The New Zealand Railways Magazine, Volume 12, Issue 2 (May 1, 1937)
Self Respect In Marriage
Self Respect In Marriage.
Mary and John have been married for ten years. Their home is a place page 104 of ease and quiet happiness. Friends love to visit them. John and Mary-are making a success of living. Their very attitude towards each other shows this. John is not courtly mannered, but he is ever quietly considerate towards Mary. Mary, in the same way, studies John. John is one of those nice chaps who is full of little anecdotes that he spreads out for the delectation of his friends. Mary has heard them all, but she hears them again with genuine interest and sympathy. John has a passion for roses. Mary does not share it, but she respects John's absorption as he does her love for cats. John always hated cats and it was a shock to him to find that Mary liked them. But Mary is Mary, so he overcame his repugnance, and now he is even known to let his hand stray over the head of her cat when it purrs against his trouser leg.
These little things which outsiders can observe are a sign of the private happy relationship between these two. One knows that from the first days of marriage each has given to the other a warm understanding and with that a respect for the privacy of another personality.
No matter how great the love between them, no two people can ever be one. There comes a point where ideas differ. At this stage lies danger. The submission of one to the other may smooth things over for the time, but resentment must grow on the one side because ideas are brushed aside by the partner, and on the other a slight feeling develops either of shame that the more forceful will is triumphing over the loved one or of scorn that the mate has so little individuality. Henceforward understanding diminishes.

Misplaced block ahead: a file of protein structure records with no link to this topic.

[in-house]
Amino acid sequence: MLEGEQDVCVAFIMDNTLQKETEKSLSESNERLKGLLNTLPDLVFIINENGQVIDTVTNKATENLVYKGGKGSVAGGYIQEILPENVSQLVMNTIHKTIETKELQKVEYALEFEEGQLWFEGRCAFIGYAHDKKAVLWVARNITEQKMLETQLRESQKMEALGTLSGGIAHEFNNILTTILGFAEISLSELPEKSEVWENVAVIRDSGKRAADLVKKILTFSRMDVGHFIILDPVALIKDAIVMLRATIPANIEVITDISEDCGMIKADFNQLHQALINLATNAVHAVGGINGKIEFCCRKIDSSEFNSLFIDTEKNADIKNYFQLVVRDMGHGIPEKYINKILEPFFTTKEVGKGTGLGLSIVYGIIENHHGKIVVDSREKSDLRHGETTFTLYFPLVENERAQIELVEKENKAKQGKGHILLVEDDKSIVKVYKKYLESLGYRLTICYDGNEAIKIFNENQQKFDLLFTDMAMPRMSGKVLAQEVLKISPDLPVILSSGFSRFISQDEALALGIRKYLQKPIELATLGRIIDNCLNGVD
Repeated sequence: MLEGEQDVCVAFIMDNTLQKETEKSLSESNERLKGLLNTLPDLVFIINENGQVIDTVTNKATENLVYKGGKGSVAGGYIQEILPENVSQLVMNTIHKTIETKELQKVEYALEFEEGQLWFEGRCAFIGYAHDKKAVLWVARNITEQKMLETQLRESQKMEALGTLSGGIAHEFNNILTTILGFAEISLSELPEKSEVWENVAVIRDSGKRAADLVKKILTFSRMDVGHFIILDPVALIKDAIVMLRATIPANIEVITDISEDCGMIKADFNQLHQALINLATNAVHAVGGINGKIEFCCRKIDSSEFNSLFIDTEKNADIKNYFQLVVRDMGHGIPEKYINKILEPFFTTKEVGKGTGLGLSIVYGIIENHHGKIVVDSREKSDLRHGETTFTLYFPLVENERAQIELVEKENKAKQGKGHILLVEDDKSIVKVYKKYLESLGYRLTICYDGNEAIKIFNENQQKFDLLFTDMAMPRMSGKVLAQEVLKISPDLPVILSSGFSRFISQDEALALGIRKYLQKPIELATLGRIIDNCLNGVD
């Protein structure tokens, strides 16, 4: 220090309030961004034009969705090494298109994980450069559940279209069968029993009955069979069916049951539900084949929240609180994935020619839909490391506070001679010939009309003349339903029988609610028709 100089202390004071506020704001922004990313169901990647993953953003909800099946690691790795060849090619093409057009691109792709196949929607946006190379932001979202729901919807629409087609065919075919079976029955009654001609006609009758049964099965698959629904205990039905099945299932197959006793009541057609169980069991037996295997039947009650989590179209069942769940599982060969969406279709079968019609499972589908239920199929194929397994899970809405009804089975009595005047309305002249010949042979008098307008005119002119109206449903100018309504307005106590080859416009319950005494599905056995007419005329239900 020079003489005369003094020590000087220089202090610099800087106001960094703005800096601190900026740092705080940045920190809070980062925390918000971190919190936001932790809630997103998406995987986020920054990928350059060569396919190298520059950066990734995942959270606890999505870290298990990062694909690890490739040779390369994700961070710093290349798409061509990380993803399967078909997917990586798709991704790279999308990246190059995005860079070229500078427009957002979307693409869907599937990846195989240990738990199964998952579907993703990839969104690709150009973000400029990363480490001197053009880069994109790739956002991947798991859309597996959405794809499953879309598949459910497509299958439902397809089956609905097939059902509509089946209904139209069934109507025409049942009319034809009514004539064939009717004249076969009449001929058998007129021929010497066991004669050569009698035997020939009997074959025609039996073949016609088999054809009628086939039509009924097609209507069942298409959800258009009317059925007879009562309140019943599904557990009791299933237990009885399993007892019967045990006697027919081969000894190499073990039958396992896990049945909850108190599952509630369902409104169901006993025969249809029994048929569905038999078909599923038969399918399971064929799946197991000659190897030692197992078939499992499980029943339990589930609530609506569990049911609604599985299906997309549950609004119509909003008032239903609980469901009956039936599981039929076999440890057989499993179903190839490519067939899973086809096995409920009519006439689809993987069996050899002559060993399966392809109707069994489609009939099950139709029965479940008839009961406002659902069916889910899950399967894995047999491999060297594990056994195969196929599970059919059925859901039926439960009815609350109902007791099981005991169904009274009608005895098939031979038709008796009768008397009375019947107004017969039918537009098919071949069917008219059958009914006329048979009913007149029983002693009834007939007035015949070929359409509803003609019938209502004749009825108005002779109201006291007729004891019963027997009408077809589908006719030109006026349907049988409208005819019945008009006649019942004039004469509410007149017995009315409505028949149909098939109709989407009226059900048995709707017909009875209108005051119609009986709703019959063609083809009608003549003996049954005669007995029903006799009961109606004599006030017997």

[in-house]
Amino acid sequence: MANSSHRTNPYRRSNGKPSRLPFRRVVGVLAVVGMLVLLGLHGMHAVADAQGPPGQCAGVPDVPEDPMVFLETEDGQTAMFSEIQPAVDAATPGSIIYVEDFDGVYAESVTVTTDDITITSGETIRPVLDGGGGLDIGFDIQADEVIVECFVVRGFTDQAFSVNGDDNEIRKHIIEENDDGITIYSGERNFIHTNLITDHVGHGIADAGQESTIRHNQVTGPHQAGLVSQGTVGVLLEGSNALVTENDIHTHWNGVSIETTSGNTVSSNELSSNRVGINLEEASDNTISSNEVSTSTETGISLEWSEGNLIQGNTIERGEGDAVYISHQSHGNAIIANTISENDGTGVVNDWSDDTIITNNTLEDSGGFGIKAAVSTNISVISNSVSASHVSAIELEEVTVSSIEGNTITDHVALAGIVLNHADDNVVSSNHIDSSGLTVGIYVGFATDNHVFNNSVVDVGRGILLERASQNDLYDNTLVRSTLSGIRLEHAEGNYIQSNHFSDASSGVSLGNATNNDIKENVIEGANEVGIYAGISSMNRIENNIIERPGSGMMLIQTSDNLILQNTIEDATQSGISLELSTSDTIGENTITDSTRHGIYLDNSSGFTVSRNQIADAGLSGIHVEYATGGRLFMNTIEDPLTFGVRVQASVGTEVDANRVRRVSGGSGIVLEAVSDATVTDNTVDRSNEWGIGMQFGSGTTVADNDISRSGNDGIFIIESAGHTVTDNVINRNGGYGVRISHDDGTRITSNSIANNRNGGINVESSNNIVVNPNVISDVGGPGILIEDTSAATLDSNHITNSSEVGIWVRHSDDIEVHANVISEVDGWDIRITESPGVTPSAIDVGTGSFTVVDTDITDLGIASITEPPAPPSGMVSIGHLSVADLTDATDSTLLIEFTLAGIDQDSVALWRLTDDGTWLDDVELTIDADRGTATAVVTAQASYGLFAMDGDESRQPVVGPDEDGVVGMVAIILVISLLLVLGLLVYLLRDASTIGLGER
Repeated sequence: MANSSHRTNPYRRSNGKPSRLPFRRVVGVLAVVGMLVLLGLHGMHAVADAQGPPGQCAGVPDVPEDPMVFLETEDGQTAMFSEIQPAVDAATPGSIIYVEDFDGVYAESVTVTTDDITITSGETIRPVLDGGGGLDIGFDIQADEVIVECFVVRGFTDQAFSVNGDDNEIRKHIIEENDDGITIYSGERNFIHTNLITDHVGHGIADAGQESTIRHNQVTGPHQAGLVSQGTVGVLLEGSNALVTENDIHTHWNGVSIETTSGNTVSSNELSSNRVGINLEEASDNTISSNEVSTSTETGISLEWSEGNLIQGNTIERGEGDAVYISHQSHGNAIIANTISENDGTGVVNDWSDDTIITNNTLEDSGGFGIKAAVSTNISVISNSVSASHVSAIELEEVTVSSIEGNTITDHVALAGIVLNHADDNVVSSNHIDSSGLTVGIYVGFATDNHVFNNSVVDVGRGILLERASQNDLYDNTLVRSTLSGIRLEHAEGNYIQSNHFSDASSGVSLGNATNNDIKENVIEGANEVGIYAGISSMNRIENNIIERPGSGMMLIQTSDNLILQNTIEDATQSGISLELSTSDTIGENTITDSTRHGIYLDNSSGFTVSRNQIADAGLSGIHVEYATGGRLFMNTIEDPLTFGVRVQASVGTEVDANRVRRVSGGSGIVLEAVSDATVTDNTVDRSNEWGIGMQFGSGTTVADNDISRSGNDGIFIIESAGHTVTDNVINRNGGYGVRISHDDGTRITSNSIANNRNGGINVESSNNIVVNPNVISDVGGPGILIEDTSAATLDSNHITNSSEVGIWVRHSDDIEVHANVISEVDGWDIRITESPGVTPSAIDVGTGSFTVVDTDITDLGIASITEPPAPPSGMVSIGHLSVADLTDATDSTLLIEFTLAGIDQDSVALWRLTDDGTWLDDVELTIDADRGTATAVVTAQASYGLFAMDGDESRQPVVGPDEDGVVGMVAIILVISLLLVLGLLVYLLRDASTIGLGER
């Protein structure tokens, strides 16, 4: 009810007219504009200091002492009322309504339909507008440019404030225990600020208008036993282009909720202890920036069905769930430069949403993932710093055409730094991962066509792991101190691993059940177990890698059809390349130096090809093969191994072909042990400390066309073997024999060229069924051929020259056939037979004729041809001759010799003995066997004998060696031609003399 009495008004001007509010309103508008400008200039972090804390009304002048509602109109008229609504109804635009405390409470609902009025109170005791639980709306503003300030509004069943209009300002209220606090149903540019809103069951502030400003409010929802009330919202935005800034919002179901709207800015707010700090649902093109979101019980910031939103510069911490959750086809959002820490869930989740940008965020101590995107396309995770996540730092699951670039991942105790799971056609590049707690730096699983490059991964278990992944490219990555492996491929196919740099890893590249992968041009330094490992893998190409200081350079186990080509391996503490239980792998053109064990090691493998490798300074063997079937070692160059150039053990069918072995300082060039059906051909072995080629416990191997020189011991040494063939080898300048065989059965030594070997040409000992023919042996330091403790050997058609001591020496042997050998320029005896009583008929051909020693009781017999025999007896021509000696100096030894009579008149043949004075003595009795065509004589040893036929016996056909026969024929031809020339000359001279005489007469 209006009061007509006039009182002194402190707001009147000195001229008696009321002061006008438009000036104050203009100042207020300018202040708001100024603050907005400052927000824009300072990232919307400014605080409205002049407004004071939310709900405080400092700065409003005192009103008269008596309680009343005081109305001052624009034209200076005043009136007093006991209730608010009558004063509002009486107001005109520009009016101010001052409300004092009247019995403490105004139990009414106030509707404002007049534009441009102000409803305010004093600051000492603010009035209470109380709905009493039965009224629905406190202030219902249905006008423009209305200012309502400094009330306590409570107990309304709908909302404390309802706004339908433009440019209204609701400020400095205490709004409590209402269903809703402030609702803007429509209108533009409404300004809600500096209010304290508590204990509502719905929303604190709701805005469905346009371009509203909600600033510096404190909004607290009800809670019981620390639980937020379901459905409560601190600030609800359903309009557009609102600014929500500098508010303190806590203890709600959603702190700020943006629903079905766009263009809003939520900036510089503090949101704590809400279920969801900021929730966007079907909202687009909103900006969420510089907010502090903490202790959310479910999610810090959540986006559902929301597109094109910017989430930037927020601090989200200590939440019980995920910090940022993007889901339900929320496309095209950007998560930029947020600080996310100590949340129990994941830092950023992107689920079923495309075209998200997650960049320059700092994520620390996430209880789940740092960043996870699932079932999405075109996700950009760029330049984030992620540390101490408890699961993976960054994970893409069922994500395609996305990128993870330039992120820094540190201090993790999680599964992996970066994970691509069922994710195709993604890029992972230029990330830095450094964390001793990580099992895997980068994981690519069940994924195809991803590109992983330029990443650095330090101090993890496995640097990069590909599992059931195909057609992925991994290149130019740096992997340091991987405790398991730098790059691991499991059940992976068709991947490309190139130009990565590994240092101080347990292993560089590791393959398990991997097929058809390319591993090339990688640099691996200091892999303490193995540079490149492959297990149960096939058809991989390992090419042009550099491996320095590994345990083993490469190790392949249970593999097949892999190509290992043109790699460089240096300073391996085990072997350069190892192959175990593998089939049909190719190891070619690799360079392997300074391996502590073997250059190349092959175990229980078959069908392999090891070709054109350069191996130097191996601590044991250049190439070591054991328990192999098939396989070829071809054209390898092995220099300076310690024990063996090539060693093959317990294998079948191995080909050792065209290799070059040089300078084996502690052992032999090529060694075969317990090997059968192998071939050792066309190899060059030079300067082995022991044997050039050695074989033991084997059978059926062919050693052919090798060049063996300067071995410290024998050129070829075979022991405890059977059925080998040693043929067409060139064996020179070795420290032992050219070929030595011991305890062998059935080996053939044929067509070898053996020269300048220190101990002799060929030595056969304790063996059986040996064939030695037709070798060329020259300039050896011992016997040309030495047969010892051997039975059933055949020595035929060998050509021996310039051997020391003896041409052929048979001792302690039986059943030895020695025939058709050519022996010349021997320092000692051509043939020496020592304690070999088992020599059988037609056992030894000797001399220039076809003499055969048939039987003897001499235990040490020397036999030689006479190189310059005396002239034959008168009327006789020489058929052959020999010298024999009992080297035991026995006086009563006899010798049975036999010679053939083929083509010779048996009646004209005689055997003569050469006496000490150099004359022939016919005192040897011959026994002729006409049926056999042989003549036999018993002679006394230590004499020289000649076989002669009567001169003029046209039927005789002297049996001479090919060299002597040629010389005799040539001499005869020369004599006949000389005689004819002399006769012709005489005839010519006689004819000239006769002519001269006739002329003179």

But for theG pair who respect each other, a divergence of ideas means no loss of mutual understanding. They recognise each other as persons and are happy and proud that, even while holding each to a different point of view, they can yet retain perfect sympathy. It is a delightful feeling, compound of intellectual pride and human understanding.
In the petty affairs of life, John and Mary, by respecting each other's privacy, retain their admiration for each other. Letters, if handed over to the other one to read, are accepted with thanks; letters folded and returned to the envelope are regarded without curiosity.
In their personal relationships there is no prudery but much consideration.
Mary appreciates John's gentleness and has a fund of tenderness for him. If either wishes to be alone the other respects the wish. In matters of the toilet John is not expected to stand by to admire while Mary washes her ears, or Mary while John cuts his toe-nails.
In all their dealings with each other, there is the realisation of what one person owes to the other. No individual, no matter how beloved, has the right to interfere with another. A respect for the personality of the mate is the basis of love in marriage.